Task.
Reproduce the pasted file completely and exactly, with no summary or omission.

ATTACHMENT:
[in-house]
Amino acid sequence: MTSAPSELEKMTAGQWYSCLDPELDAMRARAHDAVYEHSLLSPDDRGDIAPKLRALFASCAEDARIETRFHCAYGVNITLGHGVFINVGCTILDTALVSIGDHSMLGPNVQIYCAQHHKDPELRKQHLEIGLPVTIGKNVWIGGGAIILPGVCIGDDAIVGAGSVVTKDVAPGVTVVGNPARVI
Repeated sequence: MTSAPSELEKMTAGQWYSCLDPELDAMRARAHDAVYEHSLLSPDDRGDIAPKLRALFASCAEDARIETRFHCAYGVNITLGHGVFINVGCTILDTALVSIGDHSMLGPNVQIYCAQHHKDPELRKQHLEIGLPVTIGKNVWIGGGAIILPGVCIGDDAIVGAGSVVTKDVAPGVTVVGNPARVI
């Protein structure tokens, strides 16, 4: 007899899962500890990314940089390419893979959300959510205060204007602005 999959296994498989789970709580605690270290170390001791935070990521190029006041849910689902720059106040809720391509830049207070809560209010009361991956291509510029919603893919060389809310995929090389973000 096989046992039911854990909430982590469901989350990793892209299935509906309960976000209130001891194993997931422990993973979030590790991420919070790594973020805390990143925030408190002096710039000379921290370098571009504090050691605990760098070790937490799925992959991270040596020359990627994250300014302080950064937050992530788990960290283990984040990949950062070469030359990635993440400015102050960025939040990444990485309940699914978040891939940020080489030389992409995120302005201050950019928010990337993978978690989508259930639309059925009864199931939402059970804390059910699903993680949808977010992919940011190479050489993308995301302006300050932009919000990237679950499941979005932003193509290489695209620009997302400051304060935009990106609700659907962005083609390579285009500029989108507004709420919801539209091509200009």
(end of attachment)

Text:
[in-house]
Amino acid sequence: MTSAPSELEKMTAGQWYSCLDPELDAMRARAHDAVYEHSLLSPDDRGDIAPKLRALFASCAEDARIETRFHCAYGVNITLGHGVFINVGCTILDTALVSIGDHSMLGPNVQIYCAQHHKDPELRKQHLEIGLPVTIGKNVWIGGGAIILPGVCIGDDAIVGAGSVVTKDVAPGVTVVGNPARVI
Repeated sequence: MTSAPSELEKMTAGQWYSCLDPELDAMRARAHDAVYEHSLLSPDDRGDIAPKLRALFASCAEDARIETRFHCAYGVNITLGHGVFINVGCTILDTALVSIGDHSMLGPNVQIYCAQHHKDPELRKQHLEIGLPVTIGKNVWIGGGAIILPGVCIGDDAIVGAGSVVTKDVAPGVTVVGNPARVI
């Protein structure tokens, strides 16, 4: 007899899962500890990314940089390419893979959300959510205060204007602005 999959296994498989789970709580605690270290170390001791935070990521190029006041849910689902720059106040809720391509830049207070809560209010009361991956291509510029919603893919060389809310995929090389973000 096989046992039911854990909430982590469901989350990793892209299935509906309960976000209130001891194993997931422990993973979030590790991420919070790594973020805390990143925030408190002096710039000379921290370098571009504090050691605990760098070790937490799925992959991270040596020359990627994250300014302080950064937050992530788990960290283990984040990949950062070469030359990635993440400015102050960025939040990444990485309940699914978040891939940020080489030389992409995120302005201050950019928010990337993978978690989508259930639309059925009864199931939402059970804390059910699903993680949808977010992919940011190479050489993308995301302006300050932009919000990237679950499941979005932003193509290489695209620009997302400051304060935009990106609700659907962005083609390579285009500029989108507004709420919801539209091509200009």